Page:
Prosecutors at the DOJ appeared to agree with Comey’s assessment about charges.
"I received and accepted their unanimous recommendation that the thorough, year-long investigation be closed and that no charges be brought against any individuals within the scope of the investigation."
While the email issue has dogged Clinton during the election and for more than a year, the move by the DOJ was largely expected following Comey's statement on the investigation. Lynch had already said last week that she would accept the recommendations made by the FBI and those career prosecutors that work on her team.
The FBI completed its investigation right around the time Clinton's husband, former President Bill Clinton, met last week with Lynch on her plane. Both parties said the meeting was not about the email issue, although it has received criticism as inappropriate because Lynch oversees the FBI.
Still, the decision against charges will likely follow Clinton during the general-election as the Democratic parties presumptive nominee. Republicans point out that Clinton was reckless with sensitive material, and presumptive Republican nominee Donald Trump pointed out the "the system is rigged."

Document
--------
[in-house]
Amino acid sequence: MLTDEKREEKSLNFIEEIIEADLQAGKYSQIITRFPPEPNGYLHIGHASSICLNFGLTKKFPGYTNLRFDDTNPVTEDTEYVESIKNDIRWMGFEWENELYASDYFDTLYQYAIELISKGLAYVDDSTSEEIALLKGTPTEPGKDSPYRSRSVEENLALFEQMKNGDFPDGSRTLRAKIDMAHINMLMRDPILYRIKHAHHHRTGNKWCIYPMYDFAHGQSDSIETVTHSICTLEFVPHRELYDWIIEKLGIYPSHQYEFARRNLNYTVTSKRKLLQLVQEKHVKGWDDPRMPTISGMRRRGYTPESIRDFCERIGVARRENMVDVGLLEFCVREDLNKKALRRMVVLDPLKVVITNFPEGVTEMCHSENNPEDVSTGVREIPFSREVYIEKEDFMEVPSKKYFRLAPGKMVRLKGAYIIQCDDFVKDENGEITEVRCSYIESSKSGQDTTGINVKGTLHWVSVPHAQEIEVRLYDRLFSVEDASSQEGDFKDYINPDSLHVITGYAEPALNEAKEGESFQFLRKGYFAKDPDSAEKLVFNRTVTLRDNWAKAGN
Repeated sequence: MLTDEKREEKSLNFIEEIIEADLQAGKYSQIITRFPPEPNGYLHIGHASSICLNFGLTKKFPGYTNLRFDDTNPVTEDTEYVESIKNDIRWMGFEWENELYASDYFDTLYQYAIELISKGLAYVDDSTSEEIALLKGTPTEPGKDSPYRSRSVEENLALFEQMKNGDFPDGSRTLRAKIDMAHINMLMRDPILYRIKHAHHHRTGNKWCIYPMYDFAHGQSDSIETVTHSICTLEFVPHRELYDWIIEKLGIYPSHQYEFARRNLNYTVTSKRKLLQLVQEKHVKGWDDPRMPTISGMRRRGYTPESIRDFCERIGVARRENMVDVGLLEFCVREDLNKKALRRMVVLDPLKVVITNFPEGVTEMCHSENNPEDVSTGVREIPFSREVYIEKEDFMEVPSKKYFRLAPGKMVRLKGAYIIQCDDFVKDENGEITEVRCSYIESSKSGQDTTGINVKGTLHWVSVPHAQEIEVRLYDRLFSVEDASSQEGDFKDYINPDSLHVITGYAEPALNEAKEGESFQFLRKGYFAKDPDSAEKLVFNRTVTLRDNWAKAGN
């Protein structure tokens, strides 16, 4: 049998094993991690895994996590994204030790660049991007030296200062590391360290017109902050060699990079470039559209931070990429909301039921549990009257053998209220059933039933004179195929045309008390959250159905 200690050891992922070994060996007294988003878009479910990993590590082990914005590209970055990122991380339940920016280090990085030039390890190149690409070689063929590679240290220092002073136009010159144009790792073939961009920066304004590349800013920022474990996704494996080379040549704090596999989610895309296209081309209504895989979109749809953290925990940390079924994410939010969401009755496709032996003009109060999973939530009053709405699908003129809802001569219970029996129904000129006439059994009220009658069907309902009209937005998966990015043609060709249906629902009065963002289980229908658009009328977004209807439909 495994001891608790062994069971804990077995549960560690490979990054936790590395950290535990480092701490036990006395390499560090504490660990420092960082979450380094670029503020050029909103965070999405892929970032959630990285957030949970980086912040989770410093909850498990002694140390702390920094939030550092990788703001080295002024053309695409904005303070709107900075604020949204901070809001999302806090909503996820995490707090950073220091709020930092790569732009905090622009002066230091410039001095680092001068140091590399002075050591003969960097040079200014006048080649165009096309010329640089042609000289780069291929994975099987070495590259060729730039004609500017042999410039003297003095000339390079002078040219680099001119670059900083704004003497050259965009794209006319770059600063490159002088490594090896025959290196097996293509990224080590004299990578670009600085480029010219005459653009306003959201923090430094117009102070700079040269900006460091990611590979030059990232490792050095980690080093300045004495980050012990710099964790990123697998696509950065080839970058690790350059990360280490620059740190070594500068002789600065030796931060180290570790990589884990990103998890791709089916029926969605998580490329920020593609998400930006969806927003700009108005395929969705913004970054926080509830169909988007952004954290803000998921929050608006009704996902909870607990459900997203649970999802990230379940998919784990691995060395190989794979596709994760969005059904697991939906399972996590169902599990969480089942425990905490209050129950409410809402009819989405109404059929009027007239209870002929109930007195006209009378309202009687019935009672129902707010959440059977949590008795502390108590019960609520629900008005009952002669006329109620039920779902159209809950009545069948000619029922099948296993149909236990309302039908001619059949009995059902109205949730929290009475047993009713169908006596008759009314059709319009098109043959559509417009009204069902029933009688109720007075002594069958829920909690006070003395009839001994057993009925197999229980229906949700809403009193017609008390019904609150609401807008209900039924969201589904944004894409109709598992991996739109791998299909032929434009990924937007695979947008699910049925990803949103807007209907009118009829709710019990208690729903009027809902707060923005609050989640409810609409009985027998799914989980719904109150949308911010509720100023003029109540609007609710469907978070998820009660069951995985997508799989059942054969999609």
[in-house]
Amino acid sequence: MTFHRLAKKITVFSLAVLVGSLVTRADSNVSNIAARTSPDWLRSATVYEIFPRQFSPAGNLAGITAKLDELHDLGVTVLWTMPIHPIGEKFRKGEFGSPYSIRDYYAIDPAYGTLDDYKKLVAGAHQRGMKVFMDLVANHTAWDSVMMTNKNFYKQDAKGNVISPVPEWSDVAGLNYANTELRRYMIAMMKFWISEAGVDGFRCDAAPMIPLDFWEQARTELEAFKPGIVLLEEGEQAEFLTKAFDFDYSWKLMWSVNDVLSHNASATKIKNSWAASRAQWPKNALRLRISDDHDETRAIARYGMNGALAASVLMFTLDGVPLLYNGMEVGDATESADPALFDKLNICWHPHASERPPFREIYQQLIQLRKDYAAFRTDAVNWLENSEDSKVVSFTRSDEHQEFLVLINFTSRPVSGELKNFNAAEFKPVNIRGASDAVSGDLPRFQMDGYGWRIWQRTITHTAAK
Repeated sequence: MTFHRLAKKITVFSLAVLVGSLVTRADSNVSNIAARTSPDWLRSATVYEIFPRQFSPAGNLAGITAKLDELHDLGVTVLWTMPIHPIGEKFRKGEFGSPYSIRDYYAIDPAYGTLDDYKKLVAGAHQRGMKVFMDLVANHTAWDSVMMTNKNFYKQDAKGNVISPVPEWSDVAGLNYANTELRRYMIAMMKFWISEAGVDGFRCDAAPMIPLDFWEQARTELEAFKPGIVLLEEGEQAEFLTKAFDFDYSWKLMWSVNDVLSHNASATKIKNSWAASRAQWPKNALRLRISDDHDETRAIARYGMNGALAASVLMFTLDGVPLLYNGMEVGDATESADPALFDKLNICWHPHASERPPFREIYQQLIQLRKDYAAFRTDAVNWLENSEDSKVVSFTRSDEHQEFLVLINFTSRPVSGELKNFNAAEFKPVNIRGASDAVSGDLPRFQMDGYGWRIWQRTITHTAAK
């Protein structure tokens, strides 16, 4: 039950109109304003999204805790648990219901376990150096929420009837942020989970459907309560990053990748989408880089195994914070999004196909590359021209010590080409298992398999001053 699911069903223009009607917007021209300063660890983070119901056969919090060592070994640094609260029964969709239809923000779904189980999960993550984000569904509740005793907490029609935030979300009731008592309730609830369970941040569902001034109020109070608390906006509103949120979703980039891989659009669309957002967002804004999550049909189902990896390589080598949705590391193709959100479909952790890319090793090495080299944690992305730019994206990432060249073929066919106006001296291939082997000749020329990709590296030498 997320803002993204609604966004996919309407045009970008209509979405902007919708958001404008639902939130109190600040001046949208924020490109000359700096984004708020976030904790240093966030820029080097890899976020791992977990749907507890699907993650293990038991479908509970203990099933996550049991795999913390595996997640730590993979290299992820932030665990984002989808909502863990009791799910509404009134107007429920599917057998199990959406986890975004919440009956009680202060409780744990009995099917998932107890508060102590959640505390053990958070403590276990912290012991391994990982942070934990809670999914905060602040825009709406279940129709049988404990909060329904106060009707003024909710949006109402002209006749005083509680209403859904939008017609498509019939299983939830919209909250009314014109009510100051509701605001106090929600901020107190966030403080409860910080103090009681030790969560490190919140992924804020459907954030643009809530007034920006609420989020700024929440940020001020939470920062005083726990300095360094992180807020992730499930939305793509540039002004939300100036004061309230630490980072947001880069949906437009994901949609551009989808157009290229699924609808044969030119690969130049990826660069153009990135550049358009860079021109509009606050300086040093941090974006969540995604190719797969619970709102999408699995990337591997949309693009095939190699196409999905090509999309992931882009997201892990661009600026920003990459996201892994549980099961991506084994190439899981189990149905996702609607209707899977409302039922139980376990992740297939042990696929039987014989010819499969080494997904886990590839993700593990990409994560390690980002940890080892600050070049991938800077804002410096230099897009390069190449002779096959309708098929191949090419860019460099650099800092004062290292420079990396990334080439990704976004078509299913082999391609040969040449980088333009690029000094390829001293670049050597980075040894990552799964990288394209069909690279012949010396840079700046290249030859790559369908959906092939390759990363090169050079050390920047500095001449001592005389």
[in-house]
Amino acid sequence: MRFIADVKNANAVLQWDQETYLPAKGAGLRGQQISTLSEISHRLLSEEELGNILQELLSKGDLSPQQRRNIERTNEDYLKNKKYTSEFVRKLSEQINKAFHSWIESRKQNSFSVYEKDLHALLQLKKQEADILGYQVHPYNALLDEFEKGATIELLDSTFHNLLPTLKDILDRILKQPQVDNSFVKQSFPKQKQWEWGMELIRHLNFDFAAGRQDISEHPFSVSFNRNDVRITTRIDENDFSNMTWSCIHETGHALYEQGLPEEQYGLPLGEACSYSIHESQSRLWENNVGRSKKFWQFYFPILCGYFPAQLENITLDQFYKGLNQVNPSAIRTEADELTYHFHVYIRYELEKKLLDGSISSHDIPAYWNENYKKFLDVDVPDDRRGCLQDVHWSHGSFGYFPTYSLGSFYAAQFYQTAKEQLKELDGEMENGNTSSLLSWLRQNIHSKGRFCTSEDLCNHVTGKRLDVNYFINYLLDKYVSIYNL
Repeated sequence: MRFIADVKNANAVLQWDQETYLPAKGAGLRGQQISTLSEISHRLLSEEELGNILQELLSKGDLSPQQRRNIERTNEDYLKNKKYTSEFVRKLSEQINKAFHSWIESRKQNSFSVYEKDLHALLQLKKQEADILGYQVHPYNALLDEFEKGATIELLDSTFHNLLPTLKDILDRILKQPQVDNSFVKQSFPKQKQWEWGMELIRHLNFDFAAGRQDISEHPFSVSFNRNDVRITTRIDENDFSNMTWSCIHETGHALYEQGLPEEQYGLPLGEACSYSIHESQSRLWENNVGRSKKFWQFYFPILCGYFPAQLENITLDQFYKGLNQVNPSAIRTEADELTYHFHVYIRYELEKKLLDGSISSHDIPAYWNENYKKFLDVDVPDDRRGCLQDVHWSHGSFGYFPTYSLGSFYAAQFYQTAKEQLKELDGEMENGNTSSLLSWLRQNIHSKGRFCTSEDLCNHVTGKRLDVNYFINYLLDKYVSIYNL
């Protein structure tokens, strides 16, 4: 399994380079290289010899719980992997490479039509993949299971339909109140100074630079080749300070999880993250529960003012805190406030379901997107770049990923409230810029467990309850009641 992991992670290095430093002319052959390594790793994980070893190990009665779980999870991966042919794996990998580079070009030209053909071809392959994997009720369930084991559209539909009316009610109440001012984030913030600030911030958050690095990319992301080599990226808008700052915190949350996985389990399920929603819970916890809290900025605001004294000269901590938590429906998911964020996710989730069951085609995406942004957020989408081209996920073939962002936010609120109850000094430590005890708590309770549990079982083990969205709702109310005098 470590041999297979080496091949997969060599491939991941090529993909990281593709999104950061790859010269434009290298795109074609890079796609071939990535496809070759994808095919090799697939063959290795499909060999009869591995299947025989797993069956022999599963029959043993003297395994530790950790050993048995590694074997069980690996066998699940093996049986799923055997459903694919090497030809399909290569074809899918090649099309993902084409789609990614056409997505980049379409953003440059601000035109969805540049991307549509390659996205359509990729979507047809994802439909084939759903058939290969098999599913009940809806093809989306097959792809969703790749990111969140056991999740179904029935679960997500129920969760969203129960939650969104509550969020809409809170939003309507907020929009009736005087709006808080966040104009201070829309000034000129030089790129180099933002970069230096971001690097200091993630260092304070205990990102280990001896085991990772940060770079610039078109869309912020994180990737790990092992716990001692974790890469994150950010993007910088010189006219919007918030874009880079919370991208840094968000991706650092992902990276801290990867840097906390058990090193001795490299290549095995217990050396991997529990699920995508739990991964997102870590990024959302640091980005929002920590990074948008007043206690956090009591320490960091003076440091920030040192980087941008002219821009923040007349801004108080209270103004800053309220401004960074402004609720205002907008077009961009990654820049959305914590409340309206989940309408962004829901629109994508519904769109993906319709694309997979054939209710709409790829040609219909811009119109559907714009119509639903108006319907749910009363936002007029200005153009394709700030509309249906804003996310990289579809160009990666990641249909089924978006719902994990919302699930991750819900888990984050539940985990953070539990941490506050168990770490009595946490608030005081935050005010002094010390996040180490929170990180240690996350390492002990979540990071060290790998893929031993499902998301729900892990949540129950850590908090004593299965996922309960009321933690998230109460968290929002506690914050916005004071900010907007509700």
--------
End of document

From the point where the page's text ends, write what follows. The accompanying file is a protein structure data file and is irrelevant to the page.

"The normal punishment, in this case, would include losing authority to handle classified information, and that too disqualifies Hillary Clinton from being president," Trump added in a statement.
The FBI spent months looking into whether Clinton intentionally mishandled any classified information and whether her private email server had been compromised.
Comey said his team uncovered more than 100 emails that contained information that was classified. FBI investigators also found thousands of work-related emails that were not included in the 30,000 emails Clinton handed over to the State Department.
But Comey said the FBI didn’t believe those emails were intentionally concealed from investigators.
Despite the FBI's finding of carelessness by Clinton and her staff, Comey said "no reasonable prosecutor would bring such a case."